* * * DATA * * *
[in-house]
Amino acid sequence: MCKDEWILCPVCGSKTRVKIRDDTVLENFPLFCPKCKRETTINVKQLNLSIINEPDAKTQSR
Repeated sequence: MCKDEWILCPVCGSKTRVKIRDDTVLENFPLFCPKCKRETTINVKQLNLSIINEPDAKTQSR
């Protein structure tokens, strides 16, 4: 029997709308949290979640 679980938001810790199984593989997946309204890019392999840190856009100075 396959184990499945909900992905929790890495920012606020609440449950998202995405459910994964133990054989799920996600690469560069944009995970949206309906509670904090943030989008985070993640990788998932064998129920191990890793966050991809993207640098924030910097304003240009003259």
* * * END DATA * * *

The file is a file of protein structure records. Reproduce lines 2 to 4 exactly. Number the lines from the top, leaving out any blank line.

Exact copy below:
Amino acid sequence: MCKDEWILCPVCGSKTRVKIRDDTVLENFPLFCPKCKRETTINVKQLNLSIINEPDAKTQSR
Repeated sequence: MCKDEWILCPVCGSKTRVKIRDDTVLENFPLFCPKCKRETTINVKQLNLSIINEPDAKTQSR
């Protein structure tokens, strides 16, 4: 029997709308949290979640 679980938001810790199984593989997946309204890019392999840190856009100075 396959184990499945909900992905929790890495920012606020609440449950998202995405459910994964133990054989799920996600690469560069944009995970949206309906509670904090943030989008985070993640990788998932064998129920191990890793966050991809993207640098924030910097304003240009003259």